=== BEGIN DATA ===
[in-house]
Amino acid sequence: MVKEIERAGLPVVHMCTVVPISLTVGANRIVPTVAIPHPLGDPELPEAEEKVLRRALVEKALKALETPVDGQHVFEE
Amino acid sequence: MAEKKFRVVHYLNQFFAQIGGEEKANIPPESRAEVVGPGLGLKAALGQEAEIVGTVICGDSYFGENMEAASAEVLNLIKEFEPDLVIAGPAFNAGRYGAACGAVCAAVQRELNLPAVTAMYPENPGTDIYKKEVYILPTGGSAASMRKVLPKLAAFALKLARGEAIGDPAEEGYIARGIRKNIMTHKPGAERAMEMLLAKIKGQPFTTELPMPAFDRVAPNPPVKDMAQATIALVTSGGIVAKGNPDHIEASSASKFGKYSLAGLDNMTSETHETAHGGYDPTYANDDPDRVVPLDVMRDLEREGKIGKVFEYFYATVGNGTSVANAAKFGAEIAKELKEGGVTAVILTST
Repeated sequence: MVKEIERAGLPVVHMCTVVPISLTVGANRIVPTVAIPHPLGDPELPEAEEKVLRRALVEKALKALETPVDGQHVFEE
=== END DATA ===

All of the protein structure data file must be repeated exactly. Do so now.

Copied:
[in-house]
Amino acid sequence: MVKEIERAGLPVVHMCTVVPISLTVGANRIVPTVAIPHPLGDPELPEAEEKVLRRALVEKALKALETPVDGQHVFEE
Amino acid sequence: MAEKKFRVVHYLNQFFAQIGGEEKANIPPESRAEVVGPGLGLKAALGQEAEIVGTVICGDSYFGENMEAASAEVLNLIKEFEPDLVIAGPAFNAGRYGAACGAVCAAVQRELNLPAVTAMYPENPGTDIYKKEVYILPTGGSAASMRKVLPKLAAFALKLARGEAIGDPAEEGYIARGIRKNIMTHKPGAERAMEMLLAKIKGQPFTTELPMPAFDRVAPNPPVKDMAQATIALVTSGGIVAKGNPDHIEASSASKFGKYSLAGLDNMTSETHETAHGGYDPTYANDDPDRVVPLDVMRDLEREGKIGKVFEYFYATVGNGTSVANAAKFGAEIAKELKEGGVTAVILTST
Repeated sequence: MVKEIERAGLPVVHMCTVVPISLTVGANRIVPTVAIPHPLGDPELPEAEEKVLRRALVEKALKALETPVDGQHVFEE